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William Blake's poems.

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Introduction

Much of William Blake's poems are cynical and even satirical of a society who thought themselves to be almost perfect. He wanted people to question what they had always done, and whether it was morally right. He did so by using varying techniques that set up clashes between ideologies and value systems. From the poem The Chimney Sweeper from the "Songs of Innocence" and the poem London from "Songs of Experience"; we see that employing poetic techniques to set up such clashes is relatively evident in his poetry. These clashes are due to changing ways of thinking which are also evident in Simon Langton's Pride and Prejudice. Jean Jacque Rousseau once said that "man is born free and everywhere he is in chains", which refers to the way we've devised political systems for ourselves that don't allow us to be free. ...read more.

Middle

However, Blake is now focusing on Tom's loss of Individuality. This loss of individuality is due to his social status in the community. The use of imagery and similes once again sets up a clash between the accepted use of children as chimney sweepers and the values that they lose their individuality as a result of it. In the poem London, Blake expresses his critique through the usage of a progression of symbols that spread out from the "charter'd street" to encompass the whole city where the persona notices every face he encounters "marks of weakness, marks of woe". The city is therefore represented as an alienating and constricting environment and everybody is marked by it. Society marks individuals due to their family background and connections which restricts the acceptance of Elizabeth Bennet by Lady Catherine De Bourgh who states "but who is your mother', Lady De ...read more.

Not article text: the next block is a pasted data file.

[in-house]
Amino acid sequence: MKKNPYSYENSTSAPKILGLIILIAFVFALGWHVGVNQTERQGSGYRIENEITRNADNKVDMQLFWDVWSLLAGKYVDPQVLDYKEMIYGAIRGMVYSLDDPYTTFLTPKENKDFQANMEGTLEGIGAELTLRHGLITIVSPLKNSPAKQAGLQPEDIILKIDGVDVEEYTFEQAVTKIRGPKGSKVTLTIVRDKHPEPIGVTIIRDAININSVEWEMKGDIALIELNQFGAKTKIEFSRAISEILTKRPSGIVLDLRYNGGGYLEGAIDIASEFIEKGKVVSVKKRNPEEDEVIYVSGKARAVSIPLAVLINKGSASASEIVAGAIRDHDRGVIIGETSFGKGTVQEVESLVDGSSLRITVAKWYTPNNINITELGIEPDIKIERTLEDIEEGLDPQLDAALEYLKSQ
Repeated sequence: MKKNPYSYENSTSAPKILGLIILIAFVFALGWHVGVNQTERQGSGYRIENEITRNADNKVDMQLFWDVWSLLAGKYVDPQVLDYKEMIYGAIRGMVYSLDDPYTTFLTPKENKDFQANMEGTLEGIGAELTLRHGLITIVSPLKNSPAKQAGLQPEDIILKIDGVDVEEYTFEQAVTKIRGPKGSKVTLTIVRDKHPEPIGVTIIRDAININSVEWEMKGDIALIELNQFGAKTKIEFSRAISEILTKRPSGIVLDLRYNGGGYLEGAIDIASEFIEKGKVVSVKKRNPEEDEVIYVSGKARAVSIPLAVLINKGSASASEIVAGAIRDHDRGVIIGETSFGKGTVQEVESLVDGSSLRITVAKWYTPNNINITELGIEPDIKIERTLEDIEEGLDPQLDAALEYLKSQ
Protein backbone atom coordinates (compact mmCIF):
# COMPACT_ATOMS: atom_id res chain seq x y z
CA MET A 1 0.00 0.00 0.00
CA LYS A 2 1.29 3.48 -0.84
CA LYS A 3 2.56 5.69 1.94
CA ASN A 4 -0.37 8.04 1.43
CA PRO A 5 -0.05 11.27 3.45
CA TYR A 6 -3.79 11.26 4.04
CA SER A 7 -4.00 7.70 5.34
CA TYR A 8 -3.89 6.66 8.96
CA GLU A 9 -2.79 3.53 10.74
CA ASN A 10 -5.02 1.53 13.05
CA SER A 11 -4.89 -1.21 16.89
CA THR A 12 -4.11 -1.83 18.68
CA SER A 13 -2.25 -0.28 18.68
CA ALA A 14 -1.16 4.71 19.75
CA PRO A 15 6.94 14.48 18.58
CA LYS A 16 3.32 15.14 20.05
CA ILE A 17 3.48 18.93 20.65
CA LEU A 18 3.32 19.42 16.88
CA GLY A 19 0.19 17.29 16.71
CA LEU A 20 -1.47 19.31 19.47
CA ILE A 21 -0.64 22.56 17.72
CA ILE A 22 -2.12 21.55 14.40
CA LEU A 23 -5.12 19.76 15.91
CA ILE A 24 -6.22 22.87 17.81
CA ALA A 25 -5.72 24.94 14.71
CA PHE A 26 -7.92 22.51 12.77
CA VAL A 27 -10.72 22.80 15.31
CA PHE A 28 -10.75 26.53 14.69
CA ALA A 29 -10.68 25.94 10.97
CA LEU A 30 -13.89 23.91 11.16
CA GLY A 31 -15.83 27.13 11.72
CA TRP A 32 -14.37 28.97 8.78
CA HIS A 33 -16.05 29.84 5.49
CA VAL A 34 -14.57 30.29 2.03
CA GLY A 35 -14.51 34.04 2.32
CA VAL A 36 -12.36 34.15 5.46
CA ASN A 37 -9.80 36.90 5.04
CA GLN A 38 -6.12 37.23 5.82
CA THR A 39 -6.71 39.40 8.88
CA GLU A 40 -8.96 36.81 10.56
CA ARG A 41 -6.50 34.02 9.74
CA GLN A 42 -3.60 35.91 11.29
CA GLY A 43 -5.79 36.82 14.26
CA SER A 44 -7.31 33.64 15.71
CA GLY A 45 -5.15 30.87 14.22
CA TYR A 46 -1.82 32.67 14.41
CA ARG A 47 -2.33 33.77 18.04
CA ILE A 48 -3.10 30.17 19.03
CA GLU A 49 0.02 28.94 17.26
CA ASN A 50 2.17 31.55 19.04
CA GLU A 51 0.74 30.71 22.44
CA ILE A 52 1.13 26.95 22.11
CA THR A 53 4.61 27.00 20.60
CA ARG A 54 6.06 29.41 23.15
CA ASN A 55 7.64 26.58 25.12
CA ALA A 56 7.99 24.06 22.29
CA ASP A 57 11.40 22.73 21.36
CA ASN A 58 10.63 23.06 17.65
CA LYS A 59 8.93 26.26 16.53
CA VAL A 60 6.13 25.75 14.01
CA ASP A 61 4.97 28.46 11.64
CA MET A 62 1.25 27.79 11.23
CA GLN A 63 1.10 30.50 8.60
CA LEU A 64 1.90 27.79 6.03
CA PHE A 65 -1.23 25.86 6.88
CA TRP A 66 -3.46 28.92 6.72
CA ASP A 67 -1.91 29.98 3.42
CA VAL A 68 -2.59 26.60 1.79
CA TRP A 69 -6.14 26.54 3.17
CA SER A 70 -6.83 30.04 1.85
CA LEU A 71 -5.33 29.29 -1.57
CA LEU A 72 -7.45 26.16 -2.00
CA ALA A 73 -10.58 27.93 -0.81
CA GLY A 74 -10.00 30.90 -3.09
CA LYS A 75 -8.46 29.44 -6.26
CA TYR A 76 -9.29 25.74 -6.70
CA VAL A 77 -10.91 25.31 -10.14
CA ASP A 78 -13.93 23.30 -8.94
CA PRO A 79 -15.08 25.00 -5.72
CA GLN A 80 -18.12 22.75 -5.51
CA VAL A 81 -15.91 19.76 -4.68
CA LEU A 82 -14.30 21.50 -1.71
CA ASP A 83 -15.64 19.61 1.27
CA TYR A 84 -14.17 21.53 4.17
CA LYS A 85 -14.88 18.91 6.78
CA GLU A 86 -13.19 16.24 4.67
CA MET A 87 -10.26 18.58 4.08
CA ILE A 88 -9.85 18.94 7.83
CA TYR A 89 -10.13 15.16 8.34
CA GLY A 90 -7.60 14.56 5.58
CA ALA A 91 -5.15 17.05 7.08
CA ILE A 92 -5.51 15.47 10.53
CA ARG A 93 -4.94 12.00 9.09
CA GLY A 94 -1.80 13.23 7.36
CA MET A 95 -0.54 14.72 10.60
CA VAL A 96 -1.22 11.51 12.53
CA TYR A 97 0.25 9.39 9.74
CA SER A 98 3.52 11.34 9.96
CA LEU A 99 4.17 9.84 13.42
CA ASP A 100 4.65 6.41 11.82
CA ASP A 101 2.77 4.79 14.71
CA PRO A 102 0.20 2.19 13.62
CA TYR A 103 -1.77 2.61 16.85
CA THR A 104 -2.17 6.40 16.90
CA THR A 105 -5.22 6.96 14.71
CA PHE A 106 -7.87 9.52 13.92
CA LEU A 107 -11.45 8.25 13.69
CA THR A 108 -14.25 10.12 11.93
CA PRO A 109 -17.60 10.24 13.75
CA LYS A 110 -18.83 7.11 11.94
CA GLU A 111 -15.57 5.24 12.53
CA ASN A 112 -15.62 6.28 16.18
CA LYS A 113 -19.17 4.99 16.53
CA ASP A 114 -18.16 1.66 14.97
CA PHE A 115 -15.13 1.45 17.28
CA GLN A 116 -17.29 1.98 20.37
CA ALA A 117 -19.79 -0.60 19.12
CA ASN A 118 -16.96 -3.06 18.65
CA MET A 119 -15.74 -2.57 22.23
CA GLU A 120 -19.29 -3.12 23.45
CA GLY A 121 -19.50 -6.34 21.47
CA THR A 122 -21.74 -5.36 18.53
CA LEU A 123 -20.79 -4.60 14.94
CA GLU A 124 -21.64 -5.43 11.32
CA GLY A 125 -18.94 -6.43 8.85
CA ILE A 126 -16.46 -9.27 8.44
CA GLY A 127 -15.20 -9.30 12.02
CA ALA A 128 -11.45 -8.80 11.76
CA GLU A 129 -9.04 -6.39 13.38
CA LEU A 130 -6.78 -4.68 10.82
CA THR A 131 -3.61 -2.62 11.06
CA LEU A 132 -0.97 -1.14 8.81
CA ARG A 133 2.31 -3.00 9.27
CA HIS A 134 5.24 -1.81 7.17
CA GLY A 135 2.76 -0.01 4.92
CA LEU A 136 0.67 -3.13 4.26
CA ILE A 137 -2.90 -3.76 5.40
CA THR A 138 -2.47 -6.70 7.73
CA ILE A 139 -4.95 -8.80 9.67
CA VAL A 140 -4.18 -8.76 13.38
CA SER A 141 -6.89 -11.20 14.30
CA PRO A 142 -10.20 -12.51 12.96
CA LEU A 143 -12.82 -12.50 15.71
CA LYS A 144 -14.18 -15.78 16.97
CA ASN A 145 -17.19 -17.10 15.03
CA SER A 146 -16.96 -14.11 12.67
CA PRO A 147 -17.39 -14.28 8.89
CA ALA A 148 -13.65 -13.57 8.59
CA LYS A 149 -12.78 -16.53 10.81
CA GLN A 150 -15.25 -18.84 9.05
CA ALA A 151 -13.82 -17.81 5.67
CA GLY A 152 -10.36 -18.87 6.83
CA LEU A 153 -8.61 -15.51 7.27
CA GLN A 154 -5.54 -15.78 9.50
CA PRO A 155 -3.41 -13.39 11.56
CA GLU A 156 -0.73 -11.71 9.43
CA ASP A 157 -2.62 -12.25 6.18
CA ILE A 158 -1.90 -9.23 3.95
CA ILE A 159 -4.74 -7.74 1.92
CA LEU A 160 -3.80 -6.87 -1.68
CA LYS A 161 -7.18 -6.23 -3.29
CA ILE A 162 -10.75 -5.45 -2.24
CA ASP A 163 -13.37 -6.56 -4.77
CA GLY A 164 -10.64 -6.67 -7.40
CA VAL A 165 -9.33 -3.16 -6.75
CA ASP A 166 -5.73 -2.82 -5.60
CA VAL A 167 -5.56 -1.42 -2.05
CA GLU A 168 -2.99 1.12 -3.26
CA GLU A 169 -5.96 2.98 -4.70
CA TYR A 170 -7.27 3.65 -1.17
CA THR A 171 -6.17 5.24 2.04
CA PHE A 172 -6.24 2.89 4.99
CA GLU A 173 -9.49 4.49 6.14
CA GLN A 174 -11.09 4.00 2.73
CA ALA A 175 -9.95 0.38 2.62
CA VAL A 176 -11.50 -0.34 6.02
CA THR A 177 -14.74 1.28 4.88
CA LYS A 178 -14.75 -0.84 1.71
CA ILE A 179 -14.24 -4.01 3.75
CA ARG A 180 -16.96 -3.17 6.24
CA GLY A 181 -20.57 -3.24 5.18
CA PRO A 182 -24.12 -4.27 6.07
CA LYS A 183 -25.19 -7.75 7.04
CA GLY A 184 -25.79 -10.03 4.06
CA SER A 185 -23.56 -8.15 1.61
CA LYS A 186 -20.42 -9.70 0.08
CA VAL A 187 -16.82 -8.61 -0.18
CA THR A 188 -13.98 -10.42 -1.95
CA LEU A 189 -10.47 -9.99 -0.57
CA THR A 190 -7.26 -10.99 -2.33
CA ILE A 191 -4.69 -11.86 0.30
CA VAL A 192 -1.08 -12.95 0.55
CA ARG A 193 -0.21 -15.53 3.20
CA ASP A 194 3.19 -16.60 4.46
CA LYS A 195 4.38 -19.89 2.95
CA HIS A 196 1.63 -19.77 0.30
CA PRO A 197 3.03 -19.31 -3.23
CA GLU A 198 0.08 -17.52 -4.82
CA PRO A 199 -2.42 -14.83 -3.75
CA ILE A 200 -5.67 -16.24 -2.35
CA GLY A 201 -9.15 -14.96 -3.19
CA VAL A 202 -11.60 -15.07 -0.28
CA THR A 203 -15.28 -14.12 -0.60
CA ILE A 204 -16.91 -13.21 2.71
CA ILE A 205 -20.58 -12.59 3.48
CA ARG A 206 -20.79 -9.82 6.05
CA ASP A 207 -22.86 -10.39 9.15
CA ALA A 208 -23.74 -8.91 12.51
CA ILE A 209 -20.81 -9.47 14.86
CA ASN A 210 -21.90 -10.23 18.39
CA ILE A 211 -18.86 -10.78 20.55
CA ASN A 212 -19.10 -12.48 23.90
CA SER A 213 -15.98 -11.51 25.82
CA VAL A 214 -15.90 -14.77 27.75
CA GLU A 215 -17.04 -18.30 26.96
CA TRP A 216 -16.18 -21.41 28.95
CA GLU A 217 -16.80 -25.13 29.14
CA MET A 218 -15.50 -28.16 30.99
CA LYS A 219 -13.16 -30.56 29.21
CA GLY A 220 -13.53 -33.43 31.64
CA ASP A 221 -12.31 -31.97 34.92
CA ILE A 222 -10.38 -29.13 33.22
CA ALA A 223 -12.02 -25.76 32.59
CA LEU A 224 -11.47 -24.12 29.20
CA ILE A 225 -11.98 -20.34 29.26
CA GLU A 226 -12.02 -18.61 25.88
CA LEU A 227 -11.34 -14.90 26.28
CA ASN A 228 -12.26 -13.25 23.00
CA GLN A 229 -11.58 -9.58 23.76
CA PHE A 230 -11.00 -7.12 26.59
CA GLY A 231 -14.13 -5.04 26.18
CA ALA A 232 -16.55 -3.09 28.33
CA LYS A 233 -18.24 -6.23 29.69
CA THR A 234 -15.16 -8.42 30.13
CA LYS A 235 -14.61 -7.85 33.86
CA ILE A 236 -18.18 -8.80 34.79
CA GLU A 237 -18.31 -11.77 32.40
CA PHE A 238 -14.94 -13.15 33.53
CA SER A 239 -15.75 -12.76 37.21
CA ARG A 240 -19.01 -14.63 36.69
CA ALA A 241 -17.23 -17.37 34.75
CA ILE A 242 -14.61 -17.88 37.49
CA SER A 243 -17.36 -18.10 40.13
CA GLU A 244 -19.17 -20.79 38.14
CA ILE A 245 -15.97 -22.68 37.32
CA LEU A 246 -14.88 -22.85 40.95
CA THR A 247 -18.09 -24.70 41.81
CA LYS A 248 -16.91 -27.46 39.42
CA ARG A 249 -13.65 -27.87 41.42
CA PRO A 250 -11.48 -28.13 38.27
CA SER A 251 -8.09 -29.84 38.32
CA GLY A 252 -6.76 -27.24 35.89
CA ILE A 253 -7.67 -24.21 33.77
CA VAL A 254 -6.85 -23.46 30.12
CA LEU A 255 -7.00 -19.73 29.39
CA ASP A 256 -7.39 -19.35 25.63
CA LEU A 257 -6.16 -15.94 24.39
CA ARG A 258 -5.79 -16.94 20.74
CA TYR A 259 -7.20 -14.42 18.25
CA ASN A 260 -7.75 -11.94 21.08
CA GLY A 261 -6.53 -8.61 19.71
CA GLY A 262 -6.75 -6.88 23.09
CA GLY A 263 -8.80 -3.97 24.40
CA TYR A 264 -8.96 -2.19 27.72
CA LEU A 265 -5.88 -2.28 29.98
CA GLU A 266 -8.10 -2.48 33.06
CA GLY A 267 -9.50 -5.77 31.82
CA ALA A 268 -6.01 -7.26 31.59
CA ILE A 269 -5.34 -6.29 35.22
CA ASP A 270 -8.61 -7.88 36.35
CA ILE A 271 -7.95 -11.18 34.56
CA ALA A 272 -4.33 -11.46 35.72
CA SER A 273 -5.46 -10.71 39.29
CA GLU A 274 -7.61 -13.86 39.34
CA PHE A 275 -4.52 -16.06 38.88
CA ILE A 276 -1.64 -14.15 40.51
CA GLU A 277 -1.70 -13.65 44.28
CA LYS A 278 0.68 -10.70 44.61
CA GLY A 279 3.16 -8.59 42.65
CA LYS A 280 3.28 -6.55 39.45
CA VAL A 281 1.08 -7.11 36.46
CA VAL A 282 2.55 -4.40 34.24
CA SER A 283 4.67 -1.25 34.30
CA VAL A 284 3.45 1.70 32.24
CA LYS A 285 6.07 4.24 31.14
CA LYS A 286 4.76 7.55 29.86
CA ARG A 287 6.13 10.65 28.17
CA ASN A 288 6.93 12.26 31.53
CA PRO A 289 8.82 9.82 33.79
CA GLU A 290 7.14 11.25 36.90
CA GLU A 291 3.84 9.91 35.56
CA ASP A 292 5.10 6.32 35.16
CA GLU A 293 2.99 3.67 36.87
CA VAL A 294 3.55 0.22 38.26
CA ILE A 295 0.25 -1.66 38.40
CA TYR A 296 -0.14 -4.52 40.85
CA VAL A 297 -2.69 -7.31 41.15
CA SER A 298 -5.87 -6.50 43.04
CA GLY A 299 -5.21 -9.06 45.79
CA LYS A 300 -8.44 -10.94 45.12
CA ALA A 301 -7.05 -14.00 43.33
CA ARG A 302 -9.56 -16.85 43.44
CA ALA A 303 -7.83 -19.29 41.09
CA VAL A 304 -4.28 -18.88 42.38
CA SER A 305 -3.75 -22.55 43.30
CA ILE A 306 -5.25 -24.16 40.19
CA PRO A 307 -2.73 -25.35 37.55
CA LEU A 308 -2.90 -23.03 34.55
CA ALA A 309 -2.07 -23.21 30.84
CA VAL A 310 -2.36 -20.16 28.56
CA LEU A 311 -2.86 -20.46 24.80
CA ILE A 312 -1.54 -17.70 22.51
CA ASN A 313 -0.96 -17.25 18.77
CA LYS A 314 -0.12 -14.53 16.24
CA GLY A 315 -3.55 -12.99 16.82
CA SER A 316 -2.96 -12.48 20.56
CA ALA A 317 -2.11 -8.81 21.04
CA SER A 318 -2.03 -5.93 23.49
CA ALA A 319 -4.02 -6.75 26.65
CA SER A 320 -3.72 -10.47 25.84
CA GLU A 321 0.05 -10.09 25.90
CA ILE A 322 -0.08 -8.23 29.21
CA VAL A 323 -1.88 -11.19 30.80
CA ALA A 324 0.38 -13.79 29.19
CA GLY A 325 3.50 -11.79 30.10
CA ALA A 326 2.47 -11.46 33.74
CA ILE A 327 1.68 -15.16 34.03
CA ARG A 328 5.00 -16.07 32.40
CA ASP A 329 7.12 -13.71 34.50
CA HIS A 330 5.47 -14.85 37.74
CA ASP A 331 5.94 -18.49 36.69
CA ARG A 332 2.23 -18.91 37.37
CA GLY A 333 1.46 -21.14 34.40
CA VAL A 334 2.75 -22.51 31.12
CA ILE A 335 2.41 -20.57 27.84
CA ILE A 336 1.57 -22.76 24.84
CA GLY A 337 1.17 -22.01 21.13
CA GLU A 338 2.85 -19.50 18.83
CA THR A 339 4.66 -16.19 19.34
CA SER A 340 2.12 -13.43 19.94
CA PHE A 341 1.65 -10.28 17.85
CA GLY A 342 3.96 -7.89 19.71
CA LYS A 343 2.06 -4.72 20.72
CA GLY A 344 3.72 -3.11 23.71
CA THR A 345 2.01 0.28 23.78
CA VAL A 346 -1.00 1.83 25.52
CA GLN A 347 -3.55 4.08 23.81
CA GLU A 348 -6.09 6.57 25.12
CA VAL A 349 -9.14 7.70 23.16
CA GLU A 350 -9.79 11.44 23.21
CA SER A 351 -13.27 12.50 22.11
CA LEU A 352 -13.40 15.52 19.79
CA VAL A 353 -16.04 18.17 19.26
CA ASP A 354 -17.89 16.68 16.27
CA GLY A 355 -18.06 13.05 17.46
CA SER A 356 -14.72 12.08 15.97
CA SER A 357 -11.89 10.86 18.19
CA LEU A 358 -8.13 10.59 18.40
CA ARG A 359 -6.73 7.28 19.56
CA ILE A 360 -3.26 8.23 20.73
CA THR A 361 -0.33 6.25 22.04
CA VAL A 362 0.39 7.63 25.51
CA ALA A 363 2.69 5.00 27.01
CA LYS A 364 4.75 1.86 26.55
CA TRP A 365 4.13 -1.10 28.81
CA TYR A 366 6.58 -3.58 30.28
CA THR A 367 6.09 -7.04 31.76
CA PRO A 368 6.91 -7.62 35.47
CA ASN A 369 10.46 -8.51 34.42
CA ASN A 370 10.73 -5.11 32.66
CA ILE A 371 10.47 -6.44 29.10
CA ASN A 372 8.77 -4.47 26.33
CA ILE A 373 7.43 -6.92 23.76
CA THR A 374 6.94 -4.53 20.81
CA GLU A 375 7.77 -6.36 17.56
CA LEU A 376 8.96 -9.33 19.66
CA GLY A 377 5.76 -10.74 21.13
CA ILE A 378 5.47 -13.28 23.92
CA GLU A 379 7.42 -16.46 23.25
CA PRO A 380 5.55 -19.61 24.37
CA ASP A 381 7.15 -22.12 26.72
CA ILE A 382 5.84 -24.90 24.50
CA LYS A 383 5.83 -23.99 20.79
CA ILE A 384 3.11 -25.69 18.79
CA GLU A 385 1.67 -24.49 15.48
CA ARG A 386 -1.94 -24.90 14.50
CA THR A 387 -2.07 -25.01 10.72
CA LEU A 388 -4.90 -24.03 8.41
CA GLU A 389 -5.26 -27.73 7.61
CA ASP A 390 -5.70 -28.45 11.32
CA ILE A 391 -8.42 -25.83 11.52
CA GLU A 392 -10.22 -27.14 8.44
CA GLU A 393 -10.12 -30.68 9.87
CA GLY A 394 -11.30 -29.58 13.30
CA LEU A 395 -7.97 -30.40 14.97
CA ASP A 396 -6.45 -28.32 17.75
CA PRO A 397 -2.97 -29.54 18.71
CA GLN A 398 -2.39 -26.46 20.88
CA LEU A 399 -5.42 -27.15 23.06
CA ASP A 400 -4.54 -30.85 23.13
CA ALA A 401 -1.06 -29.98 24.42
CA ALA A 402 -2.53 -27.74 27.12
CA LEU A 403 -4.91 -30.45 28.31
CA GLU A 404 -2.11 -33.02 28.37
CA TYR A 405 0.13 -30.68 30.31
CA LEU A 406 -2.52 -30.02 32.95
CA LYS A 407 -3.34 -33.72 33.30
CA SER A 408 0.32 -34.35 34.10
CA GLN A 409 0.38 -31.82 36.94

Conclusion

These changing attitudes towards the church are reflected within Darwin's theory of evolution. Naturalist Charles Darwin went against the traditional way of looking at the creation of man. The traditional belief of "god created man "was challenged by what he calls the origin of species. Darwin believed in natural selection which meant that random variations occurred within species and allowed them to dominate over other species without this variation, which is ultimately meant survival of the fittest. It is clearly evident through the poems "London" and "The Chimney Sweeper" from the Songs of Experience and Innocence respectively, that Blake's poetry, and Simon Langton's Pride and Prejudice depict changing way of thinking in the late 18th century, as conflict between ideologies and values systems takes place. It is tradition that keeps societies, families and communities under control, but when these traditions are challenged, conflict with obviously increase and a new value systems and ideologies will be introduced into society. ...read more.

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